Sailing Italy: The 4-Euro Pizza

PizzaItaly is like any other country when it comes to food. The quality of your experience depends on motivation, location, recommendations and sometimes luck.

The first day I arrived in Rome to meet my fellow crew members my motivation was starvation. However, most of my crew members were motivated by price and location. So, when I arrived at the hotel we walked a couple of blocks and ordered pizza at a sidewalk cafe. That 4-Euro Pizza Margherita tasted like a hundred dollar-steak and lobster dinner after an entire day of airplane food. Almost anything would have tasted like a feast at that point.

What I didn’t know at the time was that I had just eaten a meal that I would now rate as mediocre. Hey, but at the time I was jet lagged, starving and dealing with what seemed to be super pollen production of Roman proportions. I was congested and sneezing so how much could I really taste that pizza anyway?

One evening we ventured out to the Pantheon area of Rome, where the piazzas are lined with small cafes with what I call Italian Carnies. You can’t walk by a piazza restaurant without someone trying to hustle you into eating their pasta.

The first thing that I noticed was the menus were all basically the same, and seemed to cater to tourists. The second thing I noticed was that the prices were almost all the same, with few exceptions. I used the basic Pizza Margherita as my yardstick when looking at menus, and it almost always hovered around 4 Euro.

We randomly picked a place based on nothing other than the fact that we were tired of getting harassed by the Italian Carnies. I specifically remember ordering Spaghetti Vongole that night. And I specifically remember getting a plate full of spaghetti and three, yes three, tiny clam shells with little clams in them. At that point I knew I would never eat at a piazza near a major Roman monument again. It’s akin to eating at Denny’s.

The best sources for restaurant recommendations are taxi drivers, waiters, and people who have eaten their way through Italy before. If you take recommendations from friends, relatives and random people you meet on the plane, ask them to elaborate on the meals they’ve had at the establishments they’d recommend. I’d be much more likely to take the recommendation of someone who described a Tortelli di Zucca as “swimming in butter,” than I would someone who recommended a pizza that was “pretty good.”

One of the crew members had a list of recommendations she had gotten from someone on her flight over to Rome. One Sunday evening the two of us ventured out near the Trevi Fountain to look for a restaurant called Il Chianti. The person who recommended the restaurant had given only the following directions, “Stand facing the Trevi Fountain, walk down the street to the right, look for the restaurant on your left.”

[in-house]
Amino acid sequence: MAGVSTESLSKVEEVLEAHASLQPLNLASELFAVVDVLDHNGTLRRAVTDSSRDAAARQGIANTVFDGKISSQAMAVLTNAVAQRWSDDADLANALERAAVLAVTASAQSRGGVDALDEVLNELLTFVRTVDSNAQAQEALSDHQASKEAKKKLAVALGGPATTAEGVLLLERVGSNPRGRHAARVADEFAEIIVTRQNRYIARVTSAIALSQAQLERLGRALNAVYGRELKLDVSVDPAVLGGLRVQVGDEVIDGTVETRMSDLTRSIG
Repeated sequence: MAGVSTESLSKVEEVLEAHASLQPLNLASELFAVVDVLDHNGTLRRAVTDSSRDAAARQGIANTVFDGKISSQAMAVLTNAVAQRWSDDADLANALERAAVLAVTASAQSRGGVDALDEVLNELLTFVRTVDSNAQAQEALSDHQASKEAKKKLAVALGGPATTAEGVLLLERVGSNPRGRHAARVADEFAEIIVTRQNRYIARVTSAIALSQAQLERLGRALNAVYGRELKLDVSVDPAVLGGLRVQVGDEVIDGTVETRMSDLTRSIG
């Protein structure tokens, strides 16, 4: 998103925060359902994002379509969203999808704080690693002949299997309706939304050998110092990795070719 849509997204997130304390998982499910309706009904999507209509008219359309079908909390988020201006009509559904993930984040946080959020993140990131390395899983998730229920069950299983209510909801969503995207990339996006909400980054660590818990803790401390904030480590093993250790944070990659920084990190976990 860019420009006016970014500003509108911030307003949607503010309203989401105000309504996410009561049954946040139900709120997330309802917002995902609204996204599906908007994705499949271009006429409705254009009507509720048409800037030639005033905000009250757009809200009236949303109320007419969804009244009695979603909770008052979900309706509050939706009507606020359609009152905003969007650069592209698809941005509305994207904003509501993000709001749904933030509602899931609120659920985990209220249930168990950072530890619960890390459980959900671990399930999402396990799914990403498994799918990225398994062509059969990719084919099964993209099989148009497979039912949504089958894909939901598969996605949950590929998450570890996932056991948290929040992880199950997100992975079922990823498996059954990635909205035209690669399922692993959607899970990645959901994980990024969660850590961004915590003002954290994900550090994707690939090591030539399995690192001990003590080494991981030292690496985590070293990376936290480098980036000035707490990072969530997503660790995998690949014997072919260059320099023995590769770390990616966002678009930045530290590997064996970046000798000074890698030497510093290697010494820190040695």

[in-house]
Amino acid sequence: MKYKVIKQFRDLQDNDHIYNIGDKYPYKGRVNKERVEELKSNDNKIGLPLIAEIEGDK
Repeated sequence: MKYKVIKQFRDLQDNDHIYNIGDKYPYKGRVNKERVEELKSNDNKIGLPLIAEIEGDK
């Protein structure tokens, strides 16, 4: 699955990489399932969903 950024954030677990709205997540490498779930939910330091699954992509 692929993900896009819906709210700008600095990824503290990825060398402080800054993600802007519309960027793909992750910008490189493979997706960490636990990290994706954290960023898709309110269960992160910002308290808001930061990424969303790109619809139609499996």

We walked up and down what we thought was the right street but couldn’t find the restaurant, so we finally asked someone, who told us exactly where it was. Turns out we had walked by it several times and missed it because it was set back from the street a bit and there were very few people sitting outside. Not usually a good sign.

We noticed a waiter standing outside the entrance and approached him to ask for a table for two.  “I’m sorry but we are closed on Sundays,” he said. “Drinks only.” This was my friend’s last night in Rome and she wasn’t going to get to try the one restaurant she really wanted to try. Then we got the brilliant idea to ask the waiter for a recommendation. He perked up immediately and said, “Piccolo Arancio. First small street on the right.”

You always have to wonder if a waiter or a taxi driver is recommending a place just because their cousin owns it, or if they are really pointing you to something wonderful. We were pretty sure this particular waiter was genuine, and we were willing to take a chance, so we walked up the street, turned onto the first little street on the right and found a sliver of a store front tucked away off the beaten path.

We were one of the first people seated, but it wasn’t long before the staff was fetching tables and chairs out of the storage room across the street to accommodate the constant flow of dinner guests. It was a quiet little street, thankfully absent of the constant flow of moped and motorcycle traffic you get on most streets in Rome.

I scanned the wine list and found exactly what I was looking for: a Banfi 2003 Brunello for Montalcino. I have my priorities.

The waiter brought the wine and a plate of fresh Parmesan to go with it. We ordered the bruschetta, which looked like a pile of freshly diced tomatoes until we cut into it and found the the warm thick slice of bread hiding underneath. My friend had the lasagna, which she rated as “fabulous” on a scale of Never Again to Outstanding. I had the Fusilli alla Malanzane (eggplant) which was simple and perfectly prepared. At the end of the meal we both agreed we had just experienced an Italian culinary orgasm.

The last of the crew members flew back to the U.S. the next day, so I was left to wander the streets of Rome on my own. I made my way back to the street just to the right of the Trevi Fountain, and back to Il Chianti for lunch. It was open, and the Tortelli di Zucca was indeed molto bene and swimming in butter.

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Il Chianti – Piazza Fontana di Trevi 81 / 82a
Piccolo Arancio – Vicolo Scanderbeg, 112 00187 Rome, Italy

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